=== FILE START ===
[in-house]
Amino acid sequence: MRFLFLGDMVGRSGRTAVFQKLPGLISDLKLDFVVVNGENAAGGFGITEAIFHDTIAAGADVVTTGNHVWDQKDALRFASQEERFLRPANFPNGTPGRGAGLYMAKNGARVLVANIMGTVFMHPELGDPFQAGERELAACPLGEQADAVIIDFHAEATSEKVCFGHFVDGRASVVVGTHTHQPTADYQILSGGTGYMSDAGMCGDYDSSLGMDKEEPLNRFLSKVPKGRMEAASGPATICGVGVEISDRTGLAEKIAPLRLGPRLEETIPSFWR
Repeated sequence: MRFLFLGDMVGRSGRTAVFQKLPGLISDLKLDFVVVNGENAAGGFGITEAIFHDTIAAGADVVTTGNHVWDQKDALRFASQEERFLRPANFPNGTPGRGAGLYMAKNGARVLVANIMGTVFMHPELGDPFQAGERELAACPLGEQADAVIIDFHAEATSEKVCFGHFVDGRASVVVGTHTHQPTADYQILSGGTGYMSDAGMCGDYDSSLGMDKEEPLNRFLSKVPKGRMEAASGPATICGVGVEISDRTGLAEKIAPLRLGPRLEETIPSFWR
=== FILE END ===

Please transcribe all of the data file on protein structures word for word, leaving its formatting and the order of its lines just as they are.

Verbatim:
[in-house]
Amino acid sequence: MRFLFLGDMVGRSGRTAVFQKLPGLISDLKLDFVVVNGENAAGGFGITEAIFHDTIAAGADVVTTGNHVWDQKDALRFASQEERFLRPANFPNGTPGRGAGLYMAKNGARVLVANIMGTVFMHPELGDPFQAGERELAACPLGEQADAVIIDFHAEATSEKVCFGHFVDGRASVVVGTHTHQPTADYQILSGGTGYMSDAGMCGDYDSSLGMDKEEPLNRFLSKVPKGRMEAASGPATICGVGVEISDRTGLAEKIAPLRLGPRLEETIPSFWR
Repeated sequence: MRFLFLGDMVGRSGRTAVFQKLPGLISDLKLDFVVVNGENAAGGFGITEAIFHDTIAAGADVVTTGNHVWDQKDALRFASQEERFLRPANFPNGTPGRGAGLYMAKNGARVLVANIMGTVFMHPELGDPFQAGERELAACPLGEQADAVIIDFHAEATSEKVCFGHFVDGRASVVVGTHTHQPTADYQILSGGTGYMSDAGMCGDYDSSLGMDKEEPLNRFLSKVPKGRMEAASGPATICGVGVEISDRTGLAEKIAPLRLGPRLEETIPSFWR